Being a big foodie this cruel disease robbed me of my passion for food and two years of my life. I guess I was lucky, as many IBD sufferers are robbed of many more years. Not being able to enjoy food which is the epitome of every great social event, every occasion and every gathering was the biggest curse. Coming from a culture where every ailment involves remedy with food did not help. Kind friends tried to cook for me but I was unable to tolerate so many things. People offer advice about what you should and shouldn’t eat but nobody knows what it’s like to not be able to eat. I cannot and will not offer a fellow Ulcerative Colitis warrior any dietary advice. I can merely tell you what helped me and my advice would be that diet is trial and error and you need to find what works for you.
The continuous flare ups resulted in me visiting the land of stethoscopes on numerous occasions. Repeated trips to A&E due to severe dehydration, blood loss, adverse reactions to immunosuppressive drugs and hypoglycaemia, took its toll not just on me, but also on my family, as one becomes so consumed by this disease its easy forget about how it impacts on loved ones.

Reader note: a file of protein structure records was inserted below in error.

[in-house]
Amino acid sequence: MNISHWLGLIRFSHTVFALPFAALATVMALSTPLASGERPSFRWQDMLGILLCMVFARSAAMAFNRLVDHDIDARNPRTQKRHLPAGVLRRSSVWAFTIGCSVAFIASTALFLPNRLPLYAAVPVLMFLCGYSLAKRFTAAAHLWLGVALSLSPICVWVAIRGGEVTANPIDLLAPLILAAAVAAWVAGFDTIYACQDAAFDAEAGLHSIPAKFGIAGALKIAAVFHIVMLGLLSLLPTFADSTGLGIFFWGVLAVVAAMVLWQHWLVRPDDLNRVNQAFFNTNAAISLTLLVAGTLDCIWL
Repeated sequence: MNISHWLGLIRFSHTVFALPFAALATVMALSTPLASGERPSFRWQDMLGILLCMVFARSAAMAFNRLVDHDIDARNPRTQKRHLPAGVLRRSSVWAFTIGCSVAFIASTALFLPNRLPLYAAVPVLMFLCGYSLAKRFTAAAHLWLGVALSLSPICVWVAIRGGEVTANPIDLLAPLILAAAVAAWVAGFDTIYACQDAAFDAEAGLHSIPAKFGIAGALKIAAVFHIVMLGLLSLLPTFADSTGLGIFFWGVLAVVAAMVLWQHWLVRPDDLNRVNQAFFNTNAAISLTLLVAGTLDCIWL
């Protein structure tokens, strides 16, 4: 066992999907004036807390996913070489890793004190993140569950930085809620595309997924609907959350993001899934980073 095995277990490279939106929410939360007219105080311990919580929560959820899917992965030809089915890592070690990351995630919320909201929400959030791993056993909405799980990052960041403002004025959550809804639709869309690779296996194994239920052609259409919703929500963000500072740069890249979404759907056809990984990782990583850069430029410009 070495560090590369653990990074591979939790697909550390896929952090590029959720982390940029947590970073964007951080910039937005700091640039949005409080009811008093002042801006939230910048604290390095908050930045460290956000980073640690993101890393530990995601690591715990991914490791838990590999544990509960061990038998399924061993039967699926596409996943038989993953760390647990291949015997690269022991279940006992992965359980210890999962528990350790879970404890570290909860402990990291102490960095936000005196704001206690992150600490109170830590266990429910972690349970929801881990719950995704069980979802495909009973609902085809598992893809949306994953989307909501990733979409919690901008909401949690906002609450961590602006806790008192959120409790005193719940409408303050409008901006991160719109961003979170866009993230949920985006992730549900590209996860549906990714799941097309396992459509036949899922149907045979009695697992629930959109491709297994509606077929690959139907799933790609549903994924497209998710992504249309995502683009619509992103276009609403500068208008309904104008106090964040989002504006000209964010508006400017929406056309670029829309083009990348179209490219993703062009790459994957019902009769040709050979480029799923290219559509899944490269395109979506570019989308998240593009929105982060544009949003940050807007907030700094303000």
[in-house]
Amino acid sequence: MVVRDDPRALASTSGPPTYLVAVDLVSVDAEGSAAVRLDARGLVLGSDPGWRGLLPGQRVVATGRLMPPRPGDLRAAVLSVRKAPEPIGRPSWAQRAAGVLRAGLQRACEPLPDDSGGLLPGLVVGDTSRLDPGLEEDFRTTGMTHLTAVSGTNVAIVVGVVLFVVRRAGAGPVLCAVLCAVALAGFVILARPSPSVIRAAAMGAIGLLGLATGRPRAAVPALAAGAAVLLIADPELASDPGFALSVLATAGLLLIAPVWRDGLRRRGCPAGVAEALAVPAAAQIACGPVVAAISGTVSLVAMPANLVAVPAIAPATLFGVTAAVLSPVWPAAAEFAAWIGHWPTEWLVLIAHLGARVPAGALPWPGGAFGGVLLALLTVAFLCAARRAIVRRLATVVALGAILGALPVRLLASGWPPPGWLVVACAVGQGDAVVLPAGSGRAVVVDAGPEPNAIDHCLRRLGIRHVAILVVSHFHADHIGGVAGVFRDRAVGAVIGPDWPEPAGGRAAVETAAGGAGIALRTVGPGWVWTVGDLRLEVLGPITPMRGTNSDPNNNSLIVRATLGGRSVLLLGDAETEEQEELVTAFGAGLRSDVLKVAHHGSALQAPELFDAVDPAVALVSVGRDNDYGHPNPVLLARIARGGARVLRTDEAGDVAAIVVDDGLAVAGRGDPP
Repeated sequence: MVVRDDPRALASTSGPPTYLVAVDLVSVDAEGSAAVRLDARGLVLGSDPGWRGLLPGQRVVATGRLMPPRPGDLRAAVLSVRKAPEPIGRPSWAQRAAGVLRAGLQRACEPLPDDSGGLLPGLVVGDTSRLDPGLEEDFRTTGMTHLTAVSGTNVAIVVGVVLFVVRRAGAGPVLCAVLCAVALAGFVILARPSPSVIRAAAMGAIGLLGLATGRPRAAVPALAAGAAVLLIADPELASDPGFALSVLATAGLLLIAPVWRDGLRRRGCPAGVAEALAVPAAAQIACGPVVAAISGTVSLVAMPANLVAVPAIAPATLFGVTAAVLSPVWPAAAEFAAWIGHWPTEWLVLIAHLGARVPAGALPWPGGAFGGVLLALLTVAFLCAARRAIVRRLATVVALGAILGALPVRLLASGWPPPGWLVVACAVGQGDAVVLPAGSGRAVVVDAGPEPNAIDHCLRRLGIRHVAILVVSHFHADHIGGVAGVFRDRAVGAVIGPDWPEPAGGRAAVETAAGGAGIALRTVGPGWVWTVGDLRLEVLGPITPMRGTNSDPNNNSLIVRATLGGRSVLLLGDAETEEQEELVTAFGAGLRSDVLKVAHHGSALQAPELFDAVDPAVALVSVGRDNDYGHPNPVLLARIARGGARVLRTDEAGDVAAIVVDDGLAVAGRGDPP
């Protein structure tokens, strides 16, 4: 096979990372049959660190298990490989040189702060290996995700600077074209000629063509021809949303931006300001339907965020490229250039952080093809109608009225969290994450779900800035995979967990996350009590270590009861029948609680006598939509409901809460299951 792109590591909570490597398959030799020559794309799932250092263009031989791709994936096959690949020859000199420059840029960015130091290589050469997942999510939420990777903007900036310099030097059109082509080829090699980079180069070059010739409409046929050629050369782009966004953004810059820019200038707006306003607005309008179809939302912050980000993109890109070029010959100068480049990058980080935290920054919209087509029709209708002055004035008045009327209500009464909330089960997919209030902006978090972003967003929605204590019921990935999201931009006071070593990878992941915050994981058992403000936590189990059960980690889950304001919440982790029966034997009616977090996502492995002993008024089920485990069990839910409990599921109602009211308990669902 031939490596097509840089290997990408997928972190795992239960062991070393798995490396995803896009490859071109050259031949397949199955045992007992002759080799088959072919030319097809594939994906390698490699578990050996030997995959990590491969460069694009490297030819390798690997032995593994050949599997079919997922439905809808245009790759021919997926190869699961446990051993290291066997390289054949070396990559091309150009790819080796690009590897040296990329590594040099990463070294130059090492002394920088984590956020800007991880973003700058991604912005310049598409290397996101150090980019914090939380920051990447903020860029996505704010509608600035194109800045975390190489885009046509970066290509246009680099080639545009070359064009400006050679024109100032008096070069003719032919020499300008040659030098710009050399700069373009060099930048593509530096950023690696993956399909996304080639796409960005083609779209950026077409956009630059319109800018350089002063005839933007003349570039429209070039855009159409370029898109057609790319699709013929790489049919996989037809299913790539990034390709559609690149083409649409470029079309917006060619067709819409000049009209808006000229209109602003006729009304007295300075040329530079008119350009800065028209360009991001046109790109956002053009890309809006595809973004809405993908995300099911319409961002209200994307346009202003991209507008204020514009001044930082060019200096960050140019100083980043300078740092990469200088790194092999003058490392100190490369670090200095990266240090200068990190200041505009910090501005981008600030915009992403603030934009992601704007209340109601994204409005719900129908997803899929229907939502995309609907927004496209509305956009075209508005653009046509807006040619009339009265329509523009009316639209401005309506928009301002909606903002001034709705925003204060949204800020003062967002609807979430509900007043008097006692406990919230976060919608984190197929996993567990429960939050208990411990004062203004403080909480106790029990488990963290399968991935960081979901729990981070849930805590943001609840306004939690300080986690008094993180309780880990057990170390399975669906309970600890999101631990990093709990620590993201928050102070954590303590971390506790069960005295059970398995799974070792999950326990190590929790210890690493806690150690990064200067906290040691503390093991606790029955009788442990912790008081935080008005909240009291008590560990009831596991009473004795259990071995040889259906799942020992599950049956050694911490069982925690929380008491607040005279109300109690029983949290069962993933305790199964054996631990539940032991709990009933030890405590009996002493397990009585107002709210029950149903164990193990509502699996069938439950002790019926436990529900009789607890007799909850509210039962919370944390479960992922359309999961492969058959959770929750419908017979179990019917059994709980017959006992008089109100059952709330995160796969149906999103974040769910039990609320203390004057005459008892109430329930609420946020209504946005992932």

The topic of discussion everyday always started with ‘when you are better we can do or go….’ I tried every diet possible, tried all the immunosuppressive drugs available and even natural remedies but alas nothing worked for me. Steroids were the only drugs which afforded any relief. We all know how wonderful steroids can be…especially if you are taking them for a long period. No one can understand why you are angry or why you are getting up at 2am to eat. You don’t understand your mood swings either. The moon-face and terrible skin add to your anxiety about your appearance.
I stopped going out apart from going to work. I stopped cooking, not being able to bear the sight of food. I did not get any sleep due to my constant trips to the bathroom at night. I had dark circles around my eyes and could not bear to look at myself in the mirror. I cried constantly, in private, because I just wanted to be well. I did not eat if I had to leave the house and only ate at home as I knew there would be a bathroom close by. No one believed me when I told them that I had to run to the bathroom as soon as I put something into my mouth. A consultant told me that it was medically impossible. Having some medical background I knew this, but I was also the one living with this disease. I eventually stopped eating but tortured myself by watching cooking programmes and my husband and I laughed as I salivated during Man v Food, wishing I could eat things I normally would run away from.